If Houston is like Tacoma you will get just about zero worth out of your tax dollars. Years ago there was a cat on my property —not mine— who was more dead than alive. I actually thought the cat was dead and I got a shovel out to bury it. As I moved what I thought was the dead cat with the shovel it let out a pitiful sound. Off I went into my house. I called Tacoma’s animal control on my landline and learned that since it was President’s Day weekend no one was going to arrive at my house to take care of this cat on my property until Tuesday. . After letting the operator know that I dutifully paid my yearly pet license to the city of Tacoma so that I could call them to handle situations like this and giving her an earful about the city taking my money and giving me nothing in return, I got on the phone to the local humane society. They had no one to come out to my property, but they promised to be there if I could get the cat to them.

    Back outside I went with a bedsheet and gloves and managed to move the poor creature with a shovel from the ground onto the bedsheet. The cat was still alive so I put the cat into a large plastic tub and off we went in my car for a ten minute ride to the humane society. I wasn’t sure if the cat was still alive when I got there but I handed the plastic tub to the woman who was there to help me. I stayed around while the woman took the tub to a back room and a few minutes later the nice woman reappeared and told me the cat was alive when she got back to the room but there was nothing she could do at that point but euthanize it.

    Not sure of the morale of my story, but about halfway through typing it I resolved that I would write a check today to the Tacoma humane society. If anyone who reads this does the same for your local humane society that would be cool. A donation to Tacoma animal control is not on my list. It still grills me every time I write my annual check to the city of Tacoma for my pet license. Like Bill though I am an obedient if grumbling citizen so I’ll pay the tax while my cat and I are alive.

    One final postscript to this story. When I got the cat to the bedsheet I lightly petted the cat’s head around the ears with my gloved hand. The cat, even though it was more dead than alive, began purring. Cats are cool.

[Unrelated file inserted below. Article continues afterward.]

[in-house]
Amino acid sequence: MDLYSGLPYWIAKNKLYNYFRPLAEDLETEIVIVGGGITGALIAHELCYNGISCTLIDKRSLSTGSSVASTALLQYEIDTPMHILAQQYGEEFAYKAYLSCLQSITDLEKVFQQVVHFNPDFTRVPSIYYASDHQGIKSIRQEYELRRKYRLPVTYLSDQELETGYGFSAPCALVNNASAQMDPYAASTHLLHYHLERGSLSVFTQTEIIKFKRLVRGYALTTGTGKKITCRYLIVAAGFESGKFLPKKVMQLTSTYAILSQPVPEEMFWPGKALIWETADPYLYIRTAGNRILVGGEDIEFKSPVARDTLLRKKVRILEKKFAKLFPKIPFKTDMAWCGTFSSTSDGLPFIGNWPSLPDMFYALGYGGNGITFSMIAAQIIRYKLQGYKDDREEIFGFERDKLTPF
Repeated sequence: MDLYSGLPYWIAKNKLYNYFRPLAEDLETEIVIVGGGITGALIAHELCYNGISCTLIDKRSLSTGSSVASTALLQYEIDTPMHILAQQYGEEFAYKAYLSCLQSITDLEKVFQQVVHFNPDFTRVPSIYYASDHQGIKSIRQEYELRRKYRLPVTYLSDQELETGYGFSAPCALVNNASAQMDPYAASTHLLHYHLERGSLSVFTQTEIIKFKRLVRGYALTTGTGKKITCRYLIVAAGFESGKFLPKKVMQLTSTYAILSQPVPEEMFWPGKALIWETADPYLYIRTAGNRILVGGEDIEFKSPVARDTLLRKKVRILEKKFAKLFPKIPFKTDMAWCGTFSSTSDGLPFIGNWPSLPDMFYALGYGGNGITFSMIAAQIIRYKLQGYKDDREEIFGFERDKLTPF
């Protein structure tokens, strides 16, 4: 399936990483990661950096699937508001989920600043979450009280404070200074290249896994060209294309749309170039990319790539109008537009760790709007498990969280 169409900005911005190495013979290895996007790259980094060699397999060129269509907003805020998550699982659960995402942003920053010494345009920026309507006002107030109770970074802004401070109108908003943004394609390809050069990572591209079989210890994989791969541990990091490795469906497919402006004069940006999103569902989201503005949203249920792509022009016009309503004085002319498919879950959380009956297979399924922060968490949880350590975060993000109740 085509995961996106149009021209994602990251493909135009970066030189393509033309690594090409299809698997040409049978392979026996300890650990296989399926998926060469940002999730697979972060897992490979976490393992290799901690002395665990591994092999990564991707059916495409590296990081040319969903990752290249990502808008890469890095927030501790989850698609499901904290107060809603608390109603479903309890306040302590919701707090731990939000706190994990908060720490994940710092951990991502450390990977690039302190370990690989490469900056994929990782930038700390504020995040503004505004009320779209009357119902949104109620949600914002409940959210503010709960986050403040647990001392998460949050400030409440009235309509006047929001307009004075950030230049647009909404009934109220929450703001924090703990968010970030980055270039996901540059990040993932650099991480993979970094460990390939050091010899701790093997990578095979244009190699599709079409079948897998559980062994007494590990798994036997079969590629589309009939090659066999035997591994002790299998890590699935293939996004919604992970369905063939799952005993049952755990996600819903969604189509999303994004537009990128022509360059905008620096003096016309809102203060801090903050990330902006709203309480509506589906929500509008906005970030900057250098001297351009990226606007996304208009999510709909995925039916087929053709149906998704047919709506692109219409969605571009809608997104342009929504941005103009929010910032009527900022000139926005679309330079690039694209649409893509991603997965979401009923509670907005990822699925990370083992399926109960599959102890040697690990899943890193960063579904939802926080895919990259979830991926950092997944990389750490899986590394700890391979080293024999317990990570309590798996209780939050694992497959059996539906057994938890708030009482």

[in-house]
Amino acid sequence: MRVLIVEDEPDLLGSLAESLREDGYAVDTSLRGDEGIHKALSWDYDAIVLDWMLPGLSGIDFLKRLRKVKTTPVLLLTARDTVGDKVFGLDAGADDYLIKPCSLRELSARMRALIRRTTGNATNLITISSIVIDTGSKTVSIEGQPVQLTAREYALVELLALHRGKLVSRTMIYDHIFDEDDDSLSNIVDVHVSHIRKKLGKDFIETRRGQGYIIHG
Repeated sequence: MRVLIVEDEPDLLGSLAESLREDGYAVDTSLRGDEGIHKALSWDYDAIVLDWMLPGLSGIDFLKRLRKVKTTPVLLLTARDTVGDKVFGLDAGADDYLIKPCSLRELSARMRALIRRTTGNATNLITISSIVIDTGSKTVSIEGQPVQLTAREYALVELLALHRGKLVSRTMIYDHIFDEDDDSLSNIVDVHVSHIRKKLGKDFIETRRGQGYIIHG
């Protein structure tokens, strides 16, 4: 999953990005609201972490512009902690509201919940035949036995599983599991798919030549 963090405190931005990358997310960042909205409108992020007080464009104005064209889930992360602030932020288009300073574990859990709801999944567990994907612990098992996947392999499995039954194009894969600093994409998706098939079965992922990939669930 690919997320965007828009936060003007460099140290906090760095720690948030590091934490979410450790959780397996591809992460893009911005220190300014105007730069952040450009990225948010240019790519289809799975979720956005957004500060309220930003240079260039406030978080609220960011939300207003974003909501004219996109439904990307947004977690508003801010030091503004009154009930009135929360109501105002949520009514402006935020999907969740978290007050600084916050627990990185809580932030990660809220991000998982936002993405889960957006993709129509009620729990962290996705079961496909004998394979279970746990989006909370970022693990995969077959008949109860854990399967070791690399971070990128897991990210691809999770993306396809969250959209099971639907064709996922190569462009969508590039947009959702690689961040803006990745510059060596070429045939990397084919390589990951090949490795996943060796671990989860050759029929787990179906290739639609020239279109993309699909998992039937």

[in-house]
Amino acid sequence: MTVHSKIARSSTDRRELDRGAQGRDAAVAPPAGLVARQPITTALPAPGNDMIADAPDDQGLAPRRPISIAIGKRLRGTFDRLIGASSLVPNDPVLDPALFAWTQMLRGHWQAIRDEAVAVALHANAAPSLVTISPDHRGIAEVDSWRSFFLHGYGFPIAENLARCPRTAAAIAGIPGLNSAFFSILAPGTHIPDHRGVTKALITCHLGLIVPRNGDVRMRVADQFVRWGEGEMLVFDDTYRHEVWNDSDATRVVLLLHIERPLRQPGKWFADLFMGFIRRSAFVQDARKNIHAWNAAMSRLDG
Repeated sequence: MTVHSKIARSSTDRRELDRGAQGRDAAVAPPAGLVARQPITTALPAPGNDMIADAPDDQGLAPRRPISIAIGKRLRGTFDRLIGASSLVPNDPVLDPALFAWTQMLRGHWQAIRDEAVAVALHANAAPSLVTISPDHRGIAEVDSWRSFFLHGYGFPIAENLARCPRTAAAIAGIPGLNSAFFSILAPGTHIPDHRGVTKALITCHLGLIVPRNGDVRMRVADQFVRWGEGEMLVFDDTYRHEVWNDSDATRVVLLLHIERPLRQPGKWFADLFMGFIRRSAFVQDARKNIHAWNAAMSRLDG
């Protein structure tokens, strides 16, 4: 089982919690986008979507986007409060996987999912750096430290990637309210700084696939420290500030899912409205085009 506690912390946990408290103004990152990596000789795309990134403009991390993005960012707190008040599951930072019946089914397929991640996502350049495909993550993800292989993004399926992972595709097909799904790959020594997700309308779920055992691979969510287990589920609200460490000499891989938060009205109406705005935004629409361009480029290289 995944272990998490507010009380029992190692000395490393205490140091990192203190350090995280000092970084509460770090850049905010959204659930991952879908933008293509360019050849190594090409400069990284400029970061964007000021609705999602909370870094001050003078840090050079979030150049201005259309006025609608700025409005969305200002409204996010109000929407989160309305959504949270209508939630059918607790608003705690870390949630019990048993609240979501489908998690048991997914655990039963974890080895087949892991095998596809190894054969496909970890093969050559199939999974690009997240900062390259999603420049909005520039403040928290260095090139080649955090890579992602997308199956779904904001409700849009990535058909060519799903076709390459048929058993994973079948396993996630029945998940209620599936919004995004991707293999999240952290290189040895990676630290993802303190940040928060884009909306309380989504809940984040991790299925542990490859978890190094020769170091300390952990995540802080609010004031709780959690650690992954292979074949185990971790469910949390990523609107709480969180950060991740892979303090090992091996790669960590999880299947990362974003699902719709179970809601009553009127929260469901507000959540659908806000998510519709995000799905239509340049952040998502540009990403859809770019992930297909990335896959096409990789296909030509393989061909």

4. Mark W. Says:

    The Houston branch of the Texas Wildlife Refuge sent an animal rescue truck out to my home on a Sunday night to pick up a baby Heron I found in my back yard. However, I suspect they wouldn’t have picked up a cat. On the other hand, faced with Stan’s situation, I think I’d have dropped off the cat at one of those 24 hour pet emergency hospitals … anonymously. I’d quietly lay the animal down outside the door and split, and then call them and leave an anonymous tip about a sick animal outside their door. Having just spent well into four figures on illness and then surgery for my dog, much as I love the fellow, that may be my next move for him as well.

    • stanfromtacoma Says:

      It is not pleasant but being there while a pet is euthanized seems more humane and honest than leaving a pet on the sidewalk and than making an anonymous call that the animal is there. I knew the cat had no chance no matter what I did. I did not have the stomach to kill the cat myself so I took it to a place where I knew it would be killed. Letting it lay outside my door and die on its own was not an option I could stomach anymore than killing it on my own was. Sometimes life does not give us pleasant choices.

      • Bill McCurdy Says:

        “Sometimes life does not give us pleasant choices.”

        You just said a mouthful, Stan. And that’s a lesson that goes way beyond choosing professional euthanasia for a poor dying animal that may land on our door as a helpless stranger.

        To get a handle on the lesson you have just stated in such wonderful form, we have to get past confusing “unpleasant choices” with some kind of unfairness that has been dropped into our lives.

        If someone drops a dying kitten on our doorstep, or the cat just gets there on their own, it isn’t the result of unfairness. It’s just life dropping one of those tough unpleasant choices into our laps – the kind that won’t go away – especially if we think it was unfair and just decide to put it out of our minds and do nothing in response.

        Thanks for framing one of life’s great lessons so well – and so succinctly.

  5. stanfromtacoma Says:

    Thanks Bill. As distasteful as that experience was I think I learned from it. If Tacoma animal control had handled the situation for me I would have learned nothing. My tax dollars should have paid for that service so now I can grumble about it. They should have had someone working that weekend. I am glad it happened to me and not someone who didn’t have a car or someone who would have been so overwhelmed they wouldn’t know what to do.

  6. Wayne Roberts Says:

    “Don’t tax you
    Don’t tax me
    Tax that guy behind the tree.”

    Common refrain around the State Capitol and other taxing entities.